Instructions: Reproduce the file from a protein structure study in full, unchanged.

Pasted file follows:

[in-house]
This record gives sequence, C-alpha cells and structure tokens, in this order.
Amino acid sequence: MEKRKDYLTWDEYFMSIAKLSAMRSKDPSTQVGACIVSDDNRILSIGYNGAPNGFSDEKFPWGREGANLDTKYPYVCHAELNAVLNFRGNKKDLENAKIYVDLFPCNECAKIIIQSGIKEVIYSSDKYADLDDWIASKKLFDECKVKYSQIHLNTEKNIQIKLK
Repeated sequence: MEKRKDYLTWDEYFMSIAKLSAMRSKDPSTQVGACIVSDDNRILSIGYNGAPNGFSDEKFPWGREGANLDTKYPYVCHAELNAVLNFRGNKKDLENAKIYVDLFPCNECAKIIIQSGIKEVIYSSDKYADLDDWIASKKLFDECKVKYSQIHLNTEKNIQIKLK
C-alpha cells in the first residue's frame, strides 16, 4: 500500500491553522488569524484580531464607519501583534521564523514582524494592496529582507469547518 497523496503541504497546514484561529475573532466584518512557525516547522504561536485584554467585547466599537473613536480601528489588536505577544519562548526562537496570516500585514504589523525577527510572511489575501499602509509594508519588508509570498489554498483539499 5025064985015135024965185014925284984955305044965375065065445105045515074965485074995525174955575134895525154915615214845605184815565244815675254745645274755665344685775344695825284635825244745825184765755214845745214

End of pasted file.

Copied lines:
[in-house]
This record gives sequence, C-alpha cells and structure tokens, in this order.
Amino acid sequence: MEKRKDYLTWDEYFMSIAKLSAMRSKDPSTQVGACIVSDDNRILSIGYNGAPNGFSDEKFPWGREGANLDTKYPYVCHAELNAVLNFRGNKKDLENAKIYVDLFPCNECAKIIIQSGIKEVIYSSDKYADLDDWIASKKLFDECKVKYSQIHLNTEKNIQIKLK
Repeated sequence: MEKRKDYLTWDEYFMSIAKLSAMRSKDPSTQVGACIVSDDNRILSIGYNGAPNGFSDEKFPWGREGANLDTKYPYVCHAELNAVLNFRGNKKDLENAKIYVDLFPCNECAKIIIQSGIKEVIYSSDKYADLDDWIASKKLFDECKVKYSQIHLNTEKNIQIKLK
C-alpha cells in the first residue's frame, strides 16, 4: 500500500491553522488569524484580531464607519501583534521564523514582524494592496529582507469547518 497523496503541504497546514484561529475573532466584518512557525516547522504561536485584554467585547466599537473613536480601528489588536505577544519562548526562537496570516500585514504589523525577527510572511489575501499602509509594508519588508509570498489554498483539499 5025064985015135024965185014925284984955305044965375065065445105045515074965485074995525174955575134895525154915615214845605184815565244815675254745645274755665344685775344695825284635825244745825184765755214845745214